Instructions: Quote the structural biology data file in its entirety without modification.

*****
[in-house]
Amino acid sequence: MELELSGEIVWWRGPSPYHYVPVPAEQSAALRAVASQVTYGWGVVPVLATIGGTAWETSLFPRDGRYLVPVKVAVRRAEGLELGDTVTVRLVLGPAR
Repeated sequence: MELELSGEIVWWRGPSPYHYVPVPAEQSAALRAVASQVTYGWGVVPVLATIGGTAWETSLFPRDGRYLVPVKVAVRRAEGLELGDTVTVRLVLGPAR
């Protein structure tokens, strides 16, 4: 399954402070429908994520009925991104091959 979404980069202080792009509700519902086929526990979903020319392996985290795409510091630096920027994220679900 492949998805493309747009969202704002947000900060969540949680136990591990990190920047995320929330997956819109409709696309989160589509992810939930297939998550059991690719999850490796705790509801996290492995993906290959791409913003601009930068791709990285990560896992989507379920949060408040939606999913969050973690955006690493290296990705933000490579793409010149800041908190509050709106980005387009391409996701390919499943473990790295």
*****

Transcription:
[in-house]
Amino acid sequence: MELELSGEIVWWRGPSPYHYVPVPAEQSAALRAVASQVTYGWGVVPVLATIGGTAWETSLFPRDGRYLVPVKVAVRRAEGLELGDTVTVRLVLGPAR
Repeated sequence: MELELSGEIVWWRGPSPYHYVPVPAEQSAALRAVASQVTYGWGVVPVLATIGGTAWETSLFPRDGRYLVPVKVAVRRAEGLELGDTVTVRLVLGPAR
């Protein structure tokens, strides 16, 4: 399954402070429908994520009925991104091959 979404980069202080792009509700519902086929526990979903020319392996985290795409510091630096920027994220679900 492949998805493309747009969202704002947000900060969540949680136990591990990190920047995320929330997956819109409709696309989160589509992810939930297939998550059991690719999850490796705790509801996290492995993906290959791409913003601009930068791709990285990560896992989507379920949060408040939606999913969050973690955006690493290296990705933000490579793409010149800041908190509050709106980005387009391409996701390919499943473990790295």